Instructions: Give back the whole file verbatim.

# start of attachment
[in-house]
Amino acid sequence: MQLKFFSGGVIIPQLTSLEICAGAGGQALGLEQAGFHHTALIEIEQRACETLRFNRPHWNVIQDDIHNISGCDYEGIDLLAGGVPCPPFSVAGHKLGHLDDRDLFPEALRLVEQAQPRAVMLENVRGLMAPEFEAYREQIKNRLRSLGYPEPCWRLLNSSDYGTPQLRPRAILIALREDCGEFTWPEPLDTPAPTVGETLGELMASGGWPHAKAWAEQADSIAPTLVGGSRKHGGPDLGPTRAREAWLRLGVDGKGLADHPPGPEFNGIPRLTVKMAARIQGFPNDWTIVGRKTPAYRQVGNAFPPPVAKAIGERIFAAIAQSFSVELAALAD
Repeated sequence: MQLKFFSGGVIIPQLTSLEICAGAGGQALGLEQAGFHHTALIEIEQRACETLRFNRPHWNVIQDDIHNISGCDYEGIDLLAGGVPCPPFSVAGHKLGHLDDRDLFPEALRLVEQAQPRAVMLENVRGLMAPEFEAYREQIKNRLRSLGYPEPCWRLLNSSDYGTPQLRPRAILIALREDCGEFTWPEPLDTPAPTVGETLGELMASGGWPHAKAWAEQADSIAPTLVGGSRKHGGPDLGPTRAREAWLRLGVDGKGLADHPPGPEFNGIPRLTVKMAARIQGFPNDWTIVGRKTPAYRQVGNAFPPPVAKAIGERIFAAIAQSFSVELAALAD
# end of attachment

[in-house]
Amino acid sequence: MQLKFFSGGVIIPQLTSLEICAGAGGQALGLEQAGFHHTALIEIEQRACETLRFNRPHWNVIQDDIHNISGCDYEGIDLLAGGVPCPPFSVAGHKLGHLDDRDLFPEALRLVEQAQPRAVMLENVRGLMAPEFEAYREQIKNRLRSLGYPEPCWRLLNSSDYGTPQLRPRAILIALREDCGEFTWPEPLDTPAPTVGETLGELMASGGWPHAKAWAEQADSIAPTLVGGSRKHGGPDLGPTRAREAWLRLGVDGKGLADHPPGPEFNGIPRLTVKMAARIQGFPNDWTIVGRKTPAYRQVGNAFPPPVAKAIGERIFAAIAQSFSVELAALAD
Repeated sequence: MQLKFFSGGVIIPQLTSLEICAGAGGQALGLEQAGFHHTALIEIEQRACETLRFNRPHWNVIQDDIHNISGCDYEGIDLLAGGVPCPPFSVAGHKLGHLDDRDLFPEALRLVEQAQPRAVMLENVRGLMAPEFEAYREQIKNRLRSLGYPEPCWRLLNSSDYGTPQLRPRAILIALREDCGEFTWPEPLDTPAPTVGETLGELMASGGWPHAKAWAEQADSIAPTLVGGSRKHGGPDLGPTRAREAWLRLGVDGKGLADHPPGPEFNGIPRLTVKMAARIQGFPNDWTIVGRKTPAYRQVGNAFPPPVAKAIGERIFAAIAQSFSVELAALAD